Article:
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Jallianwala Bagh Massacre
Jallianwala Bagh, 1919: The Real Story : (Flickr)

Chandigarh, Dec 11 : As the country gears up to observe the 100th anniversary of the Jallianwala Bagh massacre of innocent, unarmed Indians by ruthless British forces, the events before and after the April 13, 1919, killing of hundreds clearly indicate that the British rulers of that time were unnerved by the unrest in Punjab in general and Amritsar in particular, which led them to do something which could “teach a lesson” to the Indians.

“Though Brigadier General Reginald Dyer (who ordered his troops to fire on people who had gathered at the Jallianwala Bagh on the fateful day and killed hundreds) was blamed for the action, there is hardly any documented evidence to show how he landed in Amritsar on that day as he was posted in Jalandhar (earlier Jullundur),” author and columnist Kishwar Desai told IANS in an interview here.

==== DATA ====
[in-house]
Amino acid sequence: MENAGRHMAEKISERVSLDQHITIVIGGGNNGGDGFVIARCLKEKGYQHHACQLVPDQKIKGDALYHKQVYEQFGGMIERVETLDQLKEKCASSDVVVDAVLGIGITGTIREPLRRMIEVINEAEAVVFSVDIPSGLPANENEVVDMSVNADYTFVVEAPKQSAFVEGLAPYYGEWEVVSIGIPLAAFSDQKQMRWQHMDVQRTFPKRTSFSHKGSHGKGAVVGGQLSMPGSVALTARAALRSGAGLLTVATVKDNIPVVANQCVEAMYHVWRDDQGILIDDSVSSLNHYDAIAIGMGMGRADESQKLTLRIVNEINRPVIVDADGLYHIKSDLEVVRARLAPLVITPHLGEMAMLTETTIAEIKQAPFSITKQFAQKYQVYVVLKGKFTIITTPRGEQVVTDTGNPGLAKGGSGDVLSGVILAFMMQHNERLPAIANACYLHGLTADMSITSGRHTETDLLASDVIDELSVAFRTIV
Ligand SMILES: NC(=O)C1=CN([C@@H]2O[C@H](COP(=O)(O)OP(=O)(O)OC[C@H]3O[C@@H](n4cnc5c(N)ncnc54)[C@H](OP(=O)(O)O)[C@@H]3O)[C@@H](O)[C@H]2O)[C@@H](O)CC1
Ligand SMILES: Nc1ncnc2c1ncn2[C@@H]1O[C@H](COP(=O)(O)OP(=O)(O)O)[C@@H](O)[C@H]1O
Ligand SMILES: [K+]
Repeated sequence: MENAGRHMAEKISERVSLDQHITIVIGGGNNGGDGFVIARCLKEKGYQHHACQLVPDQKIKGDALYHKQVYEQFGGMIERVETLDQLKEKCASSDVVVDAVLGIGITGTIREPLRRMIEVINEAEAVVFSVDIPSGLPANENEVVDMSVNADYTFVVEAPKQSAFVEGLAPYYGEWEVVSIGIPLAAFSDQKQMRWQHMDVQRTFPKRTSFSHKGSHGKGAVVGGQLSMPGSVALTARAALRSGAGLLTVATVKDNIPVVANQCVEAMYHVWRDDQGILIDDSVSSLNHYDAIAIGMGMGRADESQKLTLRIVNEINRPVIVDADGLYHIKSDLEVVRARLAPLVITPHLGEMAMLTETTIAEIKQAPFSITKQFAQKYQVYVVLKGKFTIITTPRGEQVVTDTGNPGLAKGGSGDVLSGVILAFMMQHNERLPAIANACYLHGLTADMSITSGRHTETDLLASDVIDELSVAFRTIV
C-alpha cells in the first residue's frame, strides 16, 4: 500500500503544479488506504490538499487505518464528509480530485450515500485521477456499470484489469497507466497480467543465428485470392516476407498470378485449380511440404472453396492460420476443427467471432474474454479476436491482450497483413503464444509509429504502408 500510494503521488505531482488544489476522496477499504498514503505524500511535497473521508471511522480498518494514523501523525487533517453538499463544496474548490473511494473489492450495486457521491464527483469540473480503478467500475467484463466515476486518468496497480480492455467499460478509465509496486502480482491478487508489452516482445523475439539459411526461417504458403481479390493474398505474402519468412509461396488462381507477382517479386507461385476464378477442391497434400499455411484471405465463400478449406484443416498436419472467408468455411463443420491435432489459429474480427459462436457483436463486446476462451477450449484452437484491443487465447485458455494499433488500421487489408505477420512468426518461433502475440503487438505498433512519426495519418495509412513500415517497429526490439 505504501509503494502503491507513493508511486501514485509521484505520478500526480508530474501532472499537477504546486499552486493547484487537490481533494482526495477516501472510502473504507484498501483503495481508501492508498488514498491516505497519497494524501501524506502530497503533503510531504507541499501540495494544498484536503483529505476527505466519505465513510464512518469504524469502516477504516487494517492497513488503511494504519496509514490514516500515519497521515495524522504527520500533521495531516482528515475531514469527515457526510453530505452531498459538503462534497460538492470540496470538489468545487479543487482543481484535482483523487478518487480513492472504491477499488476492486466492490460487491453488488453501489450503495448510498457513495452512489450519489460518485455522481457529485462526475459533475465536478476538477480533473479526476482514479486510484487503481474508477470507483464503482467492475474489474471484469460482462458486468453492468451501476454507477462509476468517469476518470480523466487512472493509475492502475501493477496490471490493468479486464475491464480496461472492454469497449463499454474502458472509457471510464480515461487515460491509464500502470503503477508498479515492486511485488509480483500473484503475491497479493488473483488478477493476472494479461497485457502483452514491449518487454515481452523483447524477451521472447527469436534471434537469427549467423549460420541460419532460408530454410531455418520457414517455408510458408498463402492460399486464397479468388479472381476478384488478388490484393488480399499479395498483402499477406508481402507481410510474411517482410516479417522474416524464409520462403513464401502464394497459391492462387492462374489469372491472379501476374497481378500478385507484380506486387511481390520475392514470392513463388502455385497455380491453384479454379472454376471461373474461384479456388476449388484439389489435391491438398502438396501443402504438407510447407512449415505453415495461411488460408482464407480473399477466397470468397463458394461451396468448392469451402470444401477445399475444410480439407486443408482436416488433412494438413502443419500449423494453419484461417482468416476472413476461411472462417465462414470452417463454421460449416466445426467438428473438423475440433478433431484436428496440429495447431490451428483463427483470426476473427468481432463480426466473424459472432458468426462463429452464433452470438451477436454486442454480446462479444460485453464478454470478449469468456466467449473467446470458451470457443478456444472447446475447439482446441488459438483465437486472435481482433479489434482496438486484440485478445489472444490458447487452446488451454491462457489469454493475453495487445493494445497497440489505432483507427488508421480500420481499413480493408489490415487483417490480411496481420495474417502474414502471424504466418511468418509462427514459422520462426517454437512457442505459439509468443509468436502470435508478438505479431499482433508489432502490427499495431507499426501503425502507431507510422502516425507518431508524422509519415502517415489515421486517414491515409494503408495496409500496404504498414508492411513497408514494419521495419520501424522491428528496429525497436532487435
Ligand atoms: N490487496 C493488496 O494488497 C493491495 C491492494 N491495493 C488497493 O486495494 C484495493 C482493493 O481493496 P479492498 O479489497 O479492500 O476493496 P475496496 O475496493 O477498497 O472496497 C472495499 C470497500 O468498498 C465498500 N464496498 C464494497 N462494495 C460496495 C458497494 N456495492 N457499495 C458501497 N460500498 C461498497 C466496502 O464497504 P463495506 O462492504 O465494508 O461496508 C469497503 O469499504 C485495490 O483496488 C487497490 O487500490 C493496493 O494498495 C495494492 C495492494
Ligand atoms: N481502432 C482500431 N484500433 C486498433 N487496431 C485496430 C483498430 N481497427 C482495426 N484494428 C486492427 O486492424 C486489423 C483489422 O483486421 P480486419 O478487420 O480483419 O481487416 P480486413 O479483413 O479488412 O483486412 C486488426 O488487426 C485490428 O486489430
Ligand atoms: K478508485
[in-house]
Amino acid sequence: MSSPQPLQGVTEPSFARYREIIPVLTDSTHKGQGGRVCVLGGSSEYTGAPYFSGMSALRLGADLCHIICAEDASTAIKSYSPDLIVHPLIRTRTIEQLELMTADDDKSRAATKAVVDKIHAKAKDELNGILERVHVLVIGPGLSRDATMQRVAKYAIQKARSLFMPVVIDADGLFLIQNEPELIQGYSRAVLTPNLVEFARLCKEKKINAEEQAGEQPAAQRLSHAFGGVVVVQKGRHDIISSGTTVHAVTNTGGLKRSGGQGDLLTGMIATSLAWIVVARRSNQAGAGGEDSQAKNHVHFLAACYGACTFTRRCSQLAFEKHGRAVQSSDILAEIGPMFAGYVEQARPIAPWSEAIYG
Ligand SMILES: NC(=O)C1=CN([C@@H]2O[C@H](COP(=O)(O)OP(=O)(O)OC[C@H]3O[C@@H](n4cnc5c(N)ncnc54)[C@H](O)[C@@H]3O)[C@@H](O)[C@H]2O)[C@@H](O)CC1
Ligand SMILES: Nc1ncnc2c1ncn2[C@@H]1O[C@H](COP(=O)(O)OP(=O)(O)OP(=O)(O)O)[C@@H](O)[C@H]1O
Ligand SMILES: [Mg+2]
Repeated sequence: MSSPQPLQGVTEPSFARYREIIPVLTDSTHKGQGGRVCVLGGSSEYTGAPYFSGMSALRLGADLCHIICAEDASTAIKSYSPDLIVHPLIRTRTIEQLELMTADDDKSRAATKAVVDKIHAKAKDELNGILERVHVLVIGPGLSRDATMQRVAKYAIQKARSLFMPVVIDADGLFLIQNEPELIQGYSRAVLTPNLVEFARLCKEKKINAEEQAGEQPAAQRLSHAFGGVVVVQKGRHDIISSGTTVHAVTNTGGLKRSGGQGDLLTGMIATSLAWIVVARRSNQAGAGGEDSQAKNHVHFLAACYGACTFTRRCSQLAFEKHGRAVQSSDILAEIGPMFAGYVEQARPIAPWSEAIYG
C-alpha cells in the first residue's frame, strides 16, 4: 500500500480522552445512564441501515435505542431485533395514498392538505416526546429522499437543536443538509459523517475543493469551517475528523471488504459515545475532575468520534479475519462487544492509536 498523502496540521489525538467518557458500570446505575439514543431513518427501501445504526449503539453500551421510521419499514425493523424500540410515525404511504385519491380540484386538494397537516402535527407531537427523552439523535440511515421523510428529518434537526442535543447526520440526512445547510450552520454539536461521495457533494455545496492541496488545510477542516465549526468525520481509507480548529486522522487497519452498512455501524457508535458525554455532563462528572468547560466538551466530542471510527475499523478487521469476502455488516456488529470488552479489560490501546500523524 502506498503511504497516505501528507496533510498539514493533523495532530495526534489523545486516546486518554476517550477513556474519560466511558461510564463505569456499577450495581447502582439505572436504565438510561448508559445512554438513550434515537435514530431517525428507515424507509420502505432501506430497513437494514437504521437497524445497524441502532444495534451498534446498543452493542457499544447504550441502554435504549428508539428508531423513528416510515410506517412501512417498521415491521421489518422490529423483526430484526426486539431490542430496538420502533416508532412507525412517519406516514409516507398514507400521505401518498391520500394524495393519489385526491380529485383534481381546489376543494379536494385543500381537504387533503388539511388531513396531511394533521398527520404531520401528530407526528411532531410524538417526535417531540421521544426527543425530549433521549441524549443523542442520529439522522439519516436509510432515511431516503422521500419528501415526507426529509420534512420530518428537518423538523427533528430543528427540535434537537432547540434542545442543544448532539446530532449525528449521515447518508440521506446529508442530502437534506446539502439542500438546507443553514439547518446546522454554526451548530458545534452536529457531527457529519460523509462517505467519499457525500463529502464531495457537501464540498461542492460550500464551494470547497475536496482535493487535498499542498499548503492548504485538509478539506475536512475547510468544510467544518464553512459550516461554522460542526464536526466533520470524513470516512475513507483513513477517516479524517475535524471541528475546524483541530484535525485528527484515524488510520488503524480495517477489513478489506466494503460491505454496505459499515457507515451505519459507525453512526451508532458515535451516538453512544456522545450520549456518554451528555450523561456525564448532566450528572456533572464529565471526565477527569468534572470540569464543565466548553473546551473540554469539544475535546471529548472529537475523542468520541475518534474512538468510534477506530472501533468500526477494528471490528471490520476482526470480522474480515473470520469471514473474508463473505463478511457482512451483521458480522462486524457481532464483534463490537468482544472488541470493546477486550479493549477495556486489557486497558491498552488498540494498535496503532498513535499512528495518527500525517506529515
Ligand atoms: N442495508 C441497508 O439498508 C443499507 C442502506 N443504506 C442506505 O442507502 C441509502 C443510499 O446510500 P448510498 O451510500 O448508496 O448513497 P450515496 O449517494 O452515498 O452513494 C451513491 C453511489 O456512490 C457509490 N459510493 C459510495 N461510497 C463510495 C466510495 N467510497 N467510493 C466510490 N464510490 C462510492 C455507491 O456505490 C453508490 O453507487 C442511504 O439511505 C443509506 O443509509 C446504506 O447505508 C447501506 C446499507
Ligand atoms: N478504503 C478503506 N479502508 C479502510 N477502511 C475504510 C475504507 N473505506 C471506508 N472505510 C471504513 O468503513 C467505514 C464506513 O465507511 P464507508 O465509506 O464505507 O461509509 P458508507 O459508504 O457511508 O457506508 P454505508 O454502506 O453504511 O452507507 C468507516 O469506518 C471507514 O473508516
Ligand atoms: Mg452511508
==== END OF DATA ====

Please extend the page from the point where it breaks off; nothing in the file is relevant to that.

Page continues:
Desai, who has penned a book “Jallianwala Bagh, 1919: The Real Story” recently, said that her extensive research on the happenings around the massacre revealed that the British rulers were quite unnerved by the unrest in Punjab and Amritsar.

“Prior to the killings at Jallianwala Bagh, there had been signs of increasing unrest in Punjab. These signs were being interpreted as sedition, even though causes of the unrest were varied. Indeed, it is impossible to understand what happened on 13 April 1919, without an examination of the barbarism unleashed in Punjab under the regime of the then Lieutenant Governor Sir Michael O’Dwyer to suppress the so-called rebellion,” Desai, who is the chair of The Arts and Cultural Heritage Trust that set up the world’s first Partition Museum at Amritsar’s Town Hall, points out in her book.